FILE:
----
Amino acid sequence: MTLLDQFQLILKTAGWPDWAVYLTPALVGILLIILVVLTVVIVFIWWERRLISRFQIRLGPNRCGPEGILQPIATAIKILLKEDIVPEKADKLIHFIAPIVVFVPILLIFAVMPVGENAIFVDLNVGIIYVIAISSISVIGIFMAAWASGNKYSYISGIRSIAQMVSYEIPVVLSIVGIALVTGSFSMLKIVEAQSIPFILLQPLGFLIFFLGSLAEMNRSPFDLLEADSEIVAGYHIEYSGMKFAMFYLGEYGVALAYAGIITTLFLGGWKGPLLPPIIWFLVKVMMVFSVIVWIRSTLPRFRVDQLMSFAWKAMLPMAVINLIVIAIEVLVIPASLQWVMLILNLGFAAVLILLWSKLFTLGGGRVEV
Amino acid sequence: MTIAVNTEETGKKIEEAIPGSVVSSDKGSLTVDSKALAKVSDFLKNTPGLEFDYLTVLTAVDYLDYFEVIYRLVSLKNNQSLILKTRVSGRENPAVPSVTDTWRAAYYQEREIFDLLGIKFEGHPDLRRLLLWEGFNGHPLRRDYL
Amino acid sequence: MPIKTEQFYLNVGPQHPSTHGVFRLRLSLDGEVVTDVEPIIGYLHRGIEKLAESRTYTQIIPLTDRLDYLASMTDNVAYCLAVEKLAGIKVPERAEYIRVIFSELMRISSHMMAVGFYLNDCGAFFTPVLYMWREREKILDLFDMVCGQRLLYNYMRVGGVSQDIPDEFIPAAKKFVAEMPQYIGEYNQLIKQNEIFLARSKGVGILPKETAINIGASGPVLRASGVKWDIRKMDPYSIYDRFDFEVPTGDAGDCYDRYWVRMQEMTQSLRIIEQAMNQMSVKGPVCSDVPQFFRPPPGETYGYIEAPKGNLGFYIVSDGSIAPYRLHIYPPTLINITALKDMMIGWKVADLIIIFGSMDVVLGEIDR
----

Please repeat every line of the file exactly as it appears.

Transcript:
Amino acid sequence: MTLLDQFQLILKTAGWPDWAVYLTPALVGILLIILVVLTVVIVFIWWERRLISRFQIRLGPNRCGPEGILQPIATAIKILLKEDIVPEKADKLIHFIAPIVVFVPILLIFAVMPVGENAIFVDLNVGIIYVIAISSISVIGIFMAAWASGNKYSYISGIRSIAQMVSYEIPVVLSIVGIALVTGSFSMLKIVEAQSIPFILLQPLGFLIFFLGSLAEMNRSPFDLLEADSEIVAGYHIEYSGMKFAMFYLGEYGVALAYAGIITTLFLGGWKGPLLPPIIWFLVKVMMVFSVIVWIRSTLPRFRVDQLMSFAWKAMLPMAVINLIVIAIEVLVIPASLQWVMLILNLGFAAVLILLWSKLFTLGGGRVEV
Amino acid sequence: MTIAVNTEETGKKIEEAIPGSVVSSDKGSLTVDSKALAKVSDFLKNTPGLEFDYLTVLTAVDYLDYFEVIYRLVSLKNNQSLILKTRVSGRENPAVPSVTDTWRAAYYQEREIFDLLGIKFEGHPDLRRLLLWEGFNGHPLRRDYL
Amino acid sequence: MPIKTEQFYLNVGPQHPSTHGVFRLRLSLDGEVVTDVEPIIGYLHRGIEKLAESRTYTQIIPLTDRLDYLASMTDNVAYCLAVEKLAGIKVPERAEYIRVIFSELMRISSHMMAVGFYLNDCGAFFTPVLYMWREREKILDLFDMVCGQRLLYNYMRVGGVSQDIPDEFIPAAKKFVAEMPQYIGEYNQLIKQNEIFLARSKGVGILPKETAINIGASGPVLRASGVKWDIRKMDPYSIYDRFDFEVPTGDAGDCYDRYWVRMQEMTQSLRIIEQAMNQMSVKGPVCSDVPQFFRPPPGETYGYIEAPKGNLGFYIVSDGSIAPYRLHIYPPTLINITALKDMMIGWKVADLIIIFGSMDVVLGEIDR